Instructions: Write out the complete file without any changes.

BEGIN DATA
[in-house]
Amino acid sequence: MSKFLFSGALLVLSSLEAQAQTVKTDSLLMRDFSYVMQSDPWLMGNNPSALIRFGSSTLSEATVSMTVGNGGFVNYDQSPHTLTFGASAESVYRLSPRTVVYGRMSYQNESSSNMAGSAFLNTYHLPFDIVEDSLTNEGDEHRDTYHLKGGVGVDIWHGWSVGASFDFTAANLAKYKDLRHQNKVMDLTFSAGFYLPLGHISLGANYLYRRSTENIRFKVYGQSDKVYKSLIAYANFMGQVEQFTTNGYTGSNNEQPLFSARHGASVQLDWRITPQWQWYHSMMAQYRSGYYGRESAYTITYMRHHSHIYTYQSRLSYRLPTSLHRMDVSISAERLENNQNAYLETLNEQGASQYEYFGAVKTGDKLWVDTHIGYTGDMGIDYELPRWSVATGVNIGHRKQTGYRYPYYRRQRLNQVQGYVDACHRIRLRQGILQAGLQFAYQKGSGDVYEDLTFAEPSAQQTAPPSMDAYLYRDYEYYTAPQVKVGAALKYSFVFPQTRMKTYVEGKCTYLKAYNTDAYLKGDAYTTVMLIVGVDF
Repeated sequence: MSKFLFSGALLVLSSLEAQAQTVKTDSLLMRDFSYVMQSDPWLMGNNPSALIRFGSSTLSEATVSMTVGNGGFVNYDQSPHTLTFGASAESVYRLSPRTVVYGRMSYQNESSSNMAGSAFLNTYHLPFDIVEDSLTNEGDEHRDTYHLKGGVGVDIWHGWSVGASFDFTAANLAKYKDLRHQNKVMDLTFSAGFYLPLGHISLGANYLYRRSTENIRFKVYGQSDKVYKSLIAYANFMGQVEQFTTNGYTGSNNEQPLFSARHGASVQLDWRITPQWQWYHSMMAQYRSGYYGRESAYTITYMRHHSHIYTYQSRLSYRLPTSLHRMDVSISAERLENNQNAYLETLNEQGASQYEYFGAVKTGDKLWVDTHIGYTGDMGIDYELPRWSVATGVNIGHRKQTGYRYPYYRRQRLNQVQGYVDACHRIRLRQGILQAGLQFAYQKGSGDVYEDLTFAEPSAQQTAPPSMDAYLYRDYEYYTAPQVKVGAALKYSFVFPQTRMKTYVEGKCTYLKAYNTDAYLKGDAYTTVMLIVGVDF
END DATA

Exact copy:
[in-house]
Amino acid sequence: MSKFLFSGALLVLSSLEAQAQTVKTDSLLMRDFSYVMQSDPWLMGNNPSALIRFGSSTLSEATVSMTVGNGGFVNYDQSPHTLTFGASAESVYRLSPRTVVYGRMSYQNESSSNMAGSAFLNTYHLPFDIVEDSLTNEGDEHRDTYHLKGGVGVDIWHGWSVGASFDFTAANLAKYKDLRHQNKVMDLTFSAGFYLPLGHISLGANYLYRRSTENIRFKVYGQSDKVYKSLIAYANFMGQVEQFTTNGYTGSNNEQPLFSARHGASVQLDWRITPQWQWYHSMMAQYRSGYYGRESAYTITYMRHHSHIYTYQSRLSYRLPTSLHRMDVSISAERLENNQNAYLETLNEQGASQYEYFGAVKTGDKLWVDTHIGYTGDMGIDYELPRWSVATGVNIGHRKQTGYRYPYYRRQRLNQVQGYVDACHRIRLRQGILQAGLQFAYQKGSGDVYEDLTFAEPSAQQTAPPSMDAYLYRDYEYYTAPQVKVGAALKYSFVFPQTRMKTYVEGKCTYLKAYNTDAYLKGDAYTTVMLIVGVDF
Repeated sequence: MSKFLFSGALLVLSSLEAQAQTVKTDSLLMRDFSYVMQSDPWLMGNNPSALIRFGSSTLSEATVSMTVGNGGFVNYDQSPHTLTFGASAESVYRLSPRTVVYGRMSYQNESSSNMAGSAFLNTYHLPFDIVEDSLTNEGDEHRDTYHLKGGVGVDIWHGWSVGASFDFTAANLAKYKDLRHQNKVMDLTFSAGFYLPLGHISLGANYLYRRSTENIRFKVYGQSDKVYKSLIAYANFMGQVEQFTTNGYTGSNNEQPLFSARHGASVQLDWRITPQWQWYHSMMAQYRSGYYGRESAYTITYMRHHSHIYTYQSRLSYRLPTSLHRMDVSISAERLENNQNAYLETLNEQGASQYEYFGAVKTGDKLWVDTHIGYTGDMGIDYELPRWSVATGVNIGHRKQTGYRYPYYRRQRLNQVQGYVDACHRIRLRQGILQAGLQFAYQKGSGDVYEDLTFAEPSAQQTAPPSMDAYLYRDYEYYTAPQVKVGAALKYSFVFPQTRMKTYVEGKCTYLKAYNTDAYLKGDAYTTVMLIVGVDF